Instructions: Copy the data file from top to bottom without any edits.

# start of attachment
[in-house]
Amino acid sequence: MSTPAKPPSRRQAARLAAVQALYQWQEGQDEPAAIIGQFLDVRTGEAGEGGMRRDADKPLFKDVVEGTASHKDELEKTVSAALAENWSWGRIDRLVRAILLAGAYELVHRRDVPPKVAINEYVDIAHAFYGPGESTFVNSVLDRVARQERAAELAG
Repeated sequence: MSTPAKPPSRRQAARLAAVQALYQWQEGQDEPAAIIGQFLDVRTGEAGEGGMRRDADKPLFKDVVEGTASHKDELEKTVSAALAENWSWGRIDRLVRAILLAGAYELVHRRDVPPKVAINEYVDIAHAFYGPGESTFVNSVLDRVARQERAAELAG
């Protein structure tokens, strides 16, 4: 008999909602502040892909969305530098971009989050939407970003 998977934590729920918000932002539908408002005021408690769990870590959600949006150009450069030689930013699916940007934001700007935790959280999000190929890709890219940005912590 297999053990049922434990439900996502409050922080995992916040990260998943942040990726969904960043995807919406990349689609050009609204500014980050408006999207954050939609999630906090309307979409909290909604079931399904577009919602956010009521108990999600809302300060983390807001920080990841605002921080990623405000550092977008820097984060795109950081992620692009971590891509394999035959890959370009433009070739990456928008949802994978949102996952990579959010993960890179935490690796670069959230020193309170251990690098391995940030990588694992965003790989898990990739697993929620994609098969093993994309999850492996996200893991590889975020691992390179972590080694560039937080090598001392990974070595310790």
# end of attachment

[in-house]
Amino acid sequence: MSTPAKPPSRRQAARLAAVQALYQWQEGQDEPAAIIGQFLDVRTGEAGEGGMRRDADKPLFKDVVEGTASHKDELEKTVSAALAENWSWGRIDRLVRAILLAGAYELVHRRDVPPKVAINEYVDIAHAFYGPGESTFVNSVLDRVARQERAAELAG
Repeated sequence: MSTPAKPPSRRQAARLAAVQALYQWQEGQDEPAAIIGQFLDVRTGEAGEGGMRRDADKPLFKDVVEGTASHKDELEKTVSAALAENWSWGRIDRLVRAILLAGAYELVHRRDVPPKVAINEYVDIAHAFYGPGESTFVNSVLDRVARQERAAELAG
């Protein structure tokens, strides 16, 4: 008999909602502040892909969305530098971009989050939407970003 998977934590729920918000932002539908408002005021408690769990870590959600949006150009450069030689930013699916940007934001700007935790959280999000190929890709890219940005912590 297999053990049922434990439900996502409050922080995992916040990260998943942040990726969904960043995807919406990349689609050009609204500014980050408006999207954050939609999630906090309307979409909290909604079931399904577009919602956010009521108990999600809302300060983390807001920080990841605002921080990623405000550092977008820097984060795109950081992620692009971590891509394999035959890959370009433009070739990456928008949802994978949102996952990579959010993960890179935490690796670069959230020193309170251990690098391995940030990588694992965003790989898990990739697993929620994609098969093993994309999850492996996200893991590889975020691992390179972590080694560039937080090598001392990974070595310790």